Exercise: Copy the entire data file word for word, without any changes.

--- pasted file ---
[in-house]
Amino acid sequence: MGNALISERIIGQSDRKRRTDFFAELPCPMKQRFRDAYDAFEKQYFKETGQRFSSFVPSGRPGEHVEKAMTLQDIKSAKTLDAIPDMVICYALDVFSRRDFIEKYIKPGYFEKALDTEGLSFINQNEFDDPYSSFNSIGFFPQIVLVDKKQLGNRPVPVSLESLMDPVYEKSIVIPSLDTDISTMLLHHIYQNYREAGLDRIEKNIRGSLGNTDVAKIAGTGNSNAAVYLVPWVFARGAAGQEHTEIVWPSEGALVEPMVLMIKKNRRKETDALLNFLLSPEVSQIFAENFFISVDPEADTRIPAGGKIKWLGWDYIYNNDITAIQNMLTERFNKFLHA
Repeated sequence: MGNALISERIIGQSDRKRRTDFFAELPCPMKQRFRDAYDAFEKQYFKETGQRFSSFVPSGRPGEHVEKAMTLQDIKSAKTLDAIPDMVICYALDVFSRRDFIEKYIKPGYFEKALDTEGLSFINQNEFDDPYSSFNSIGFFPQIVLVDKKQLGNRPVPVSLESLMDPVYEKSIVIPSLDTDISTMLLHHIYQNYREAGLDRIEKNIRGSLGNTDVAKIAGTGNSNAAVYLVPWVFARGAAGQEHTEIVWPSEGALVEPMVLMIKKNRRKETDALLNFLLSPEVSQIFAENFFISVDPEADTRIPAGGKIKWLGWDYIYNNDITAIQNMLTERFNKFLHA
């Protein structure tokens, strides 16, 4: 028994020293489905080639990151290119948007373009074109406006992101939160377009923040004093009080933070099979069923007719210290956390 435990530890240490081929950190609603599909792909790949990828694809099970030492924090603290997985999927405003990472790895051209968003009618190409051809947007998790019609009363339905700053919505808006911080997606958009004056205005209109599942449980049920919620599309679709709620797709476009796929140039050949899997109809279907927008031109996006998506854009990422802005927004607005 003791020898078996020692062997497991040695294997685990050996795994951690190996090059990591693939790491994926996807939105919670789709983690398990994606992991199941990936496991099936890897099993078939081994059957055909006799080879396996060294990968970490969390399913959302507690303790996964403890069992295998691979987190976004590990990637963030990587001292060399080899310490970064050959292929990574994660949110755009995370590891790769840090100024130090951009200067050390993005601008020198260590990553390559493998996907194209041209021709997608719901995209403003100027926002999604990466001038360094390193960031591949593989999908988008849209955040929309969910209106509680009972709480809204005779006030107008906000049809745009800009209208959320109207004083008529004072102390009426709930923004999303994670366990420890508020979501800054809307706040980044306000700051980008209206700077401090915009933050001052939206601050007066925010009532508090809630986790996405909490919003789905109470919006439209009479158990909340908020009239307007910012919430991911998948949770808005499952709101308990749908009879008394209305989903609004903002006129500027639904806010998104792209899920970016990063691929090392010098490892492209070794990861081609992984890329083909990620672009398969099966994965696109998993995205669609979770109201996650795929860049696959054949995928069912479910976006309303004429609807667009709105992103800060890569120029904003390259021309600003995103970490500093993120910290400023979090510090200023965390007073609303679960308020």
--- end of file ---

[in-house]
Amino acid sequence: MGNALISERIIGQSDRKRRTDFFAELPCPMKQRFRDAYDAFEKQYFKETGQRFSSFVPSGRPGEHVEKAMTLQDIKSAKTLDAIPDMVICYALDVFSRRDFIEKYIKPGYFEKALDTEGLSFINQNEFDDPYSSFNSIGFFPQIVLVDKKQLGNRPVPVSLESLMDPVYEKSIVIPSLDTDISTMLLHHIYQNYREAGLDRIEKNIRGSLGNTDVAKIAGTGNSNAAVYLVPWVFARGAAGQEHTEIVWPSEGALVEPMVLMIKKNRRKETDALLNFLLSPEVSQIFAENFFISVDPEADTRIPAGGKIKWLGWDYIYNNDITAIQNMLTERFNKFLHA
Repeated sequence: MGNALISERIIGQSDRKRRTDFFAELPCPMKQRFRDAYDAFEKQYFKETGQRFSSFVPSGRPGEHVEKAMTLQDIKSAKTLDAIPDMVICYALDVFSRRDFIEKYIKPGYFEKALDTEGLSFINQNEFDDPYSSFNSIGFFPQIVLVDKKQLGNRPVPVSLESLMDPVYEKSIVIPSLDTDISTMLLHHIYQNYREAGLDRIEKNIRGSLGNTDVAKIAGTGNSNAAVYLVPWVFARGAAGQEHTEIVWPSEGALVEPMVLMIKKNRRKETDALLNFLLSPEVSQIFAENFFISVDPEADTRIPAGGKIKWLGWDYIYNNDITAIQNMLTERFNKFLHA
């Protein structure tokens, strides 16, 4: 028994020293489905080639990151290119948007373009074109406006992101939160377009923040004093009080933070099979069923007719210290956390 435990530890240490081929950190609603599909792909790949990828694809099970030492924090603290997985999927405003990472790895051209968003009618190409051809947007998790019609009363339905700053919505808006911080997606958009004056205005209109599942449980049920919620599309679709709620797709476009796929140039050949899997109809279907927008031109996006998506854009990422802005927004607005 003791020898078996020692062997497991040695294997685990050996795994951690190996090059990591693939790491994926996807939105919670789709983690398990994606992991199941990936496991099936890897099993078939081994059957055909006799080879396996060294990968970490969390399913959302507690303790996964403890069992295998691979987190976004590990990637963030990587001292060399080899310490970064050959292929990574994660949110755009995370590891790769840090100024130090951009200067050390993005601008020198260590990553390559493998996907194209041209021709997608719901995209403003100027926002999604990466001038360094390193960031591949593989999908988008849209955040929309969910209106509680009972709480809204005779006030107008906000049809745009800009209208959320109207004083008529004072102390009426709930923004999303994670366990420890508020979501800054809307706040980044306000700051980008209206700077401090915009933050001052939206601050007066925010009532508090809630986790996405909490919003789905109470919006439209009479158990909340908020009239307007910012919430991911998948949770808005499952709101308990749908009879008394209305989903609004903002006129500027639904806010998104792209899920970016990063691929090392010098490892492209070794990861081609992984890329083909990620672009398969099966994965696109998993995205669609979770109201996650795929860049696959054949995928069912479910976006309303004429609807667009709105992103800060890569120029904003390259021309600003995103970490500093993120910290400023979090510090200023965390007073609303679960308020």